^{43}and help to verify/support our conjectures made in this section. Also, as already discussed in “Discussion of Open-Loop Experiments”, a second wavelength could be used to gain more information about a depth-dependent absorption and to facilitate the estimation of the choroidal absorption. Closed-loop estimation for more than one parameter can be implemented by means of sensitivity updates.

^{44}

^{45}Therefore, we expect similar results with human eyes. However, by irradiating RPE/choroid/sclera explants instead of living eyes, some limitations need to be considered. First of all, heat convection due to blood flow is not included in the modeling. This can be done by an additional heat sink; see Sandeau et al.,

^{46}where a perfusion term is added to the heat diffusion equation. However, it was found that heat loss by blood perfusion can be neglected for such a short irradiation time of 100 ms.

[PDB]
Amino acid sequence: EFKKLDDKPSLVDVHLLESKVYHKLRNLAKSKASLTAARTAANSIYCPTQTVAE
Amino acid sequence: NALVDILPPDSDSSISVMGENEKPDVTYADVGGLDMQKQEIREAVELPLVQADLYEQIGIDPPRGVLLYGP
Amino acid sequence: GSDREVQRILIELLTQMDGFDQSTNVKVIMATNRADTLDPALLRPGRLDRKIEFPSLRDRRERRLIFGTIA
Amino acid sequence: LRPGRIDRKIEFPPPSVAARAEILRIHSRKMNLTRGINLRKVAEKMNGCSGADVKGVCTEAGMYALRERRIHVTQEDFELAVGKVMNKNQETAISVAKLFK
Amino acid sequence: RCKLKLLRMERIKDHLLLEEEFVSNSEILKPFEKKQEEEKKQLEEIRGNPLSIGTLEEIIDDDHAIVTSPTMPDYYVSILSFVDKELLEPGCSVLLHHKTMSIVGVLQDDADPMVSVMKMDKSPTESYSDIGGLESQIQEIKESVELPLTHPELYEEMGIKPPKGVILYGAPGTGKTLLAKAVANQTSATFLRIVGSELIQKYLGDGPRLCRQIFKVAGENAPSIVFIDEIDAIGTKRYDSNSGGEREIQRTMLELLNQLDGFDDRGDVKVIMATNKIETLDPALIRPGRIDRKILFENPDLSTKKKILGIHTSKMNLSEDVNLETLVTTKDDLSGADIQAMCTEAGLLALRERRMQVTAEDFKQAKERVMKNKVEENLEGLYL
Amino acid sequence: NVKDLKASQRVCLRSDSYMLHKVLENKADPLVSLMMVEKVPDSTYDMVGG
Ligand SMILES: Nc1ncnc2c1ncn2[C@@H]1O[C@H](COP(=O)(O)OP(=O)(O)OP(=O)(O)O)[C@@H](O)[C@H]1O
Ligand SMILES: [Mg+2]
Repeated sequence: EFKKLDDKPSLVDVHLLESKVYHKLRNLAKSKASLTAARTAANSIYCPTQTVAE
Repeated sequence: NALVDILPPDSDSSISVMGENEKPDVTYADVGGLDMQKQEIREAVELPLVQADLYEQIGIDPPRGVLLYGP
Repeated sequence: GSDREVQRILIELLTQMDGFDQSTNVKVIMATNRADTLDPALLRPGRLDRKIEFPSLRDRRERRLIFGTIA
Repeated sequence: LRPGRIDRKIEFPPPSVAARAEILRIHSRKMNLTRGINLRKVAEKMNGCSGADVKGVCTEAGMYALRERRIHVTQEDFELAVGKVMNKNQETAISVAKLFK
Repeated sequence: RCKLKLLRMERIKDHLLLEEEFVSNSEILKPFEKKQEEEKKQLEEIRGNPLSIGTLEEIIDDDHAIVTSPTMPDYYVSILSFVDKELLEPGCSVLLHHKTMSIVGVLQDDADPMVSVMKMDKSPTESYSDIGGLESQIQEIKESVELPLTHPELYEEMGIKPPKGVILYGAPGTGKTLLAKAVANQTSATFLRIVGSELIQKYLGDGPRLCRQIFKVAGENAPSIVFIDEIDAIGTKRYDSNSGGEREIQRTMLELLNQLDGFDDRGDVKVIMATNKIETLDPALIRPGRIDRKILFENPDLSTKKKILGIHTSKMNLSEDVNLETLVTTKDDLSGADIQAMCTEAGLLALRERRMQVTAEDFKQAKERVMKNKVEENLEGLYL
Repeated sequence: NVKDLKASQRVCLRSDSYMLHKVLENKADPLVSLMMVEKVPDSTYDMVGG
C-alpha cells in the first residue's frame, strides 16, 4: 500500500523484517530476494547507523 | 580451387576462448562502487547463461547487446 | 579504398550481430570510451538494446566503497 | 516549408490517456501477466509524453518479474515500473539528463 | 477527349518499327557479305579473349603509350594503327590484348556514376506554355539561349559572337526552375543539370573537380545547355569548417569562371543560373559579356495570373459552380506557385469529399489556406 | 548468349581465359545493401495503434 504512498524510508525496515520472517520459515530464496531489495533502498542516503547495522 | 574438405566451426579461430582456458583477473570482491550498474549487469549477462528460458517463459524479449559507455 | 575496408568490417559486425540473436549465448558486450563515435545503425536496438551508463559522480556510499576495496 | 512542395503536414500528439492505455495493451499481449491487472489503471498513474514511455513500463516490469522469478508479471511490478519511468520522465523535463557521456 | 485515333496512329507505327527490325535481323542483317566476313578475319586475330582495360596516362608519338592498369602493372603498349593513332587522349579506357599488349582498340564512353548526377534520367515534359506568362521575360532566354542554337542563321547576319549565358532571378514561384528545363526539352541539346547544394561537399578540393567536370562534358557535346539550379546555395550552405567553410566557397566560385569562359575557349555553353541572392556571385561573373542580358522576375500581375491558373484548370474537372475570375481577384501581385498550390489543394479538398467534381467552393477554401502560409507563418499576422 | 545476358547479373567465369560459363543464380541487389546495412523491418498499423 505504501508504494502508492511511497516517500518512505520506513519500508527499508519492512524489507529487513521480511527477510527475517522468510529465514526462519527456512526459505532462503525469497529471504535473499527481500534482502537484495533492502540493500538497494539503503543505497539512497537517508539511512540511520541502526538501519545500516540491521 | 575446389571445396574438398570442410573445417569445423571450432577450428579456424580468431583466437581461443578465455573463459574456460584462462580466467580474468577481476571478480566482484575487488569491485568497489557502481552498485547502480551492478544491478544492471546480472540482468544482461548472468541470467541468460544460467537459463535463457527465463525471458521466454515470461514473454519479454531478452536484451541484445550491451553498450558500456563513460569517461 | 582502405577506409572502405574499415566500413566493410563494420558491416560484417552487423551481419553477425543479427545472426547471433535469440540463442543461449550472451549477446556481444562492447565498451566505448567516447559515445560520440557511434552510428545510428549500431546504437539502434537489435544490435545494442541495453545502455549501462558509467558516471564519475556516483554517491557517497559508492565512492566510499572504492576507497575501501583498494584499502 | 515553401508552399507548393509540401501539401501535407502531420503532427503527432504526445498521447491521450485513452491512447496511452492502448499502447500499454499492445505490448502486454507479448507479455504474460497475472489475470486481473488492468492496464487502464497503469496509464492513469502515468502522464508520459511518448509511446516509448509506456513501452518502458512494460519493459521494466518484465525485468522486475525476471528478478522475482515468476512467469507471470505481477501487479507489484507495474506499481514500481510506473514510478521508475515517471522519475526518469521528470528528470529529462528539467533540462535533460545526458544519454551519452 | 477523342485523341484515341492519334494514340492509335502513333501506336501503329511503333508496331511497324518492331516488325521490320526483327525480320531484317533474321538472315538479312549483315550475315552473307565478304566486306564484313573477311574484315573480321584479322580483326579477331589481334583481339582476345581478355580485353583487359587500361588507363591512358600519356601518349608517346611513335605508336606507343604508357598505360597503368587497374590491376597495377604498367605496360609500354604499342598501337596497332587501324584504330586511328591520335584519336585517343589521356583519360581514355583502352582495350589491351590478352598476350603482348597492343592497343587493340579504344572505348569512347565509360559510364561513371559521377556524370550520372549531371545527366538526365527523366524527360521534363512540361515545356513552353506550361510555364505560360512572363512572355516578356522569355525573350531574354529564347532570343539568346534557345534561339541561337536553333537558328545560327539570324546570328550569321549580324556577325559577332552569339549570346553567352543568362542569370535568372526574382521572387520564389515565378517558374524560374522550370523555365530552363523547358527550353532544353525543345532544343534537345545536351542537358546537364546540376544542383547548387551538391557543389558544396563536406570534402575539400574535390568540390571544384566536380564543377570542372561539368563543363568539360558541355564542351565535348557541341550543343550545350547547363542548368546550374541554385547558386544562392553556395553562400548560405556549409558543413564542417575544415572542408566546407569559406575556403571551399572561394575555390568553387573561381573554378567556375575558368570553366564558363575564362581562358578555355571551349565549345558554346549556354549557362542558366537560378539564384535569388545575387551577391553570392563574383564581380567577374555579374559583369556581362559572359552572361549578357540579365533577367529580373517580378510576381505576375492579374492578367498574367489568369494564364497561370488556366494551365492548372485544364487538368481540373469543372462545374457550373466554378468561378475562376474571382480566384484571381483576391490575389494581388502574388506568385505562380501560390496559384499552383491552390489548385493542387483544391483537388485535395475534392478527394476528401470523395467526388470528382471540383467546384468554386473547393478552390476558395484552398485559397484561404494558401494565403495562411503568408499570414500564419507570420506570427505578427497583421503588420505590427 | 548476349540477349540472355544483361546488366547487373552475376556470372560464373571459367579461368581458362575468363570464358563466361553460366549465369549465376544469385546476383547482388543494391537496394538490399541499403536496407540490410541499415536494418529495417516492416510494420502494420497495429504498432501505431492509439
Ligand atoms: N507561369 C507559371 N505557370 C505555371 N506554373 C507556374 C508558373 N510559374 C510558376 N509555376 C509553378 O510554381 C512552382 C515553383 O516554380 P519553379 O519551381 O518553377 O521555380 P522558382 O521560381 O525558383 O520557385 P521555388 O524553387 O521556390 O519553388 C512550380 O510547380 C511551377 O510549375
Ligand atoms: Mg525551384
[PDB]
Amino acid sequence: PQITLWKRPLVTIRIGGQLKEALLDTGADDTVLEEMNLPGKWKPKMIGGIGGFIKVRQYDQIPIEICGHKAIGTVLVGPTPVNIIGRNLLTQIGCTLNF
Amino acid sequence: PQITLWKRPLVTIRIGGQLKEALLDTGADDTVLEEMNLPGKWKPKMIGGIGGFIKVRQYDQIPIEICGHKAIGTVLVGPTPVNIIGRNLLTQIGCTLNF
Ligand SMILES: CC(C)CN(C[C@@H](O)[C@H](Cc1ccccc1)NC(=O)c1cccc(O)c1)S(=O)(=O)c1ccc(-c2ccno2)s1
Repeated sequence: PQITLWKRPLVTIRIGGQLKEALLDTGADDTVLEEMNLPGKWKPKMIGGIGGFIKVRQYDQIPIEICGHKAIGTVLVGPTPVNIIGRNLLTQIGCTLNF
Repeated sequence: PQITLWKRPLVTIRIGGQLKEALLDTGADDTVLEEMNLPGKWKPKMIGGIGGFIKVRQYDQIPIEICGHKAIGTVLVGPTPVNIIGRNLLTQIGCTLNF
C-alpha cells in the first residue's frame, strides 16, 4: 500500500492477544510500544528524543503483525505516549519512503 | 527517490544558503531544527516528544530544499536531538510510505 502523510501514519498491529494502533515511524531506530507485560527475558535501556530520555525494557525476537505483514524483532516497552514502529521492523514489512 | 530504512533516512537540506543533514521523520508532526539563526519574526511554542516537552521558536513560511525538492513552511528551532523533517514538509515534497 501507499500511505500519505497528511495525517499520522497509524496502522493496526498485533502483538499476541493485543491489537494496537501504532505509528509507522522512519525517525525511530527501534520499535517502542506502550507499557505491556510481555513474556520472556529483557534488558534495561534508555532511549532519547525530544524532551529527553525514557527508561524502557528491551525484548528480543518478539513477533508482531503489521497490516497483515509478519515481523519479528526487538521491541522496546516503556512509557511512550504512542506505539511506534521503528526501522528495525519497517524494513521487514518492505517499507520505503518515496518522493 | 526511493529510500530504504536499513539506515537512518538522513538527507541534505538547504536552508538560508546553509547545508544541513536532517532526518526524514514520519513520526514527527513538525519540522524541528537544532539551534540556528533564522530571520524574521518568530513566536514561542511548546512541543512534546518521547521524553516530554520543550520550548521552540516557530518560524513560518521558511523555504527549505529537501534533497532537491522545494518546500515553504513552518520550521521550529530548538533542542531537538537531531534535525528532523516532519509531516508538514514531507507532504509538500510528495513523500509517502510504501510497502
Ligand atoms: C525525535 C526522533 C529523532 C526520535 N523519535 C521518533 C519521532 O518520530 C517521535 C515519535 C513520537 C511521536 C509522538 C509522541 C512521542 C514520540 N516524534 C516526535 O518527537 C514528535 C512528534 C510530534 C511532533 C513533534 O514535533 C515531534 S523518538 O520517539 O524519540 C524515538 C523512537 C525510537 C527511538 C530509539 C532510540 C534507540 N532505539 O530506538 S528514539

^{47}If the tissue is irradiated for several seconds, perfusion cannot be neglected, as shown for living and dead rabbits in Hermann et al.

^{48}Hence, the model needs to be adapted when it comes to such long irradiation times. Independent of in vivo or ex vivo irradiation, the absence of cornea, lens, and vitreous body simplifies the parameter identification. In particular, scattering in the lens affects the amount of light that reaches the eye fundus. As scattering varies individually and depends, among others things, on the age of the patient,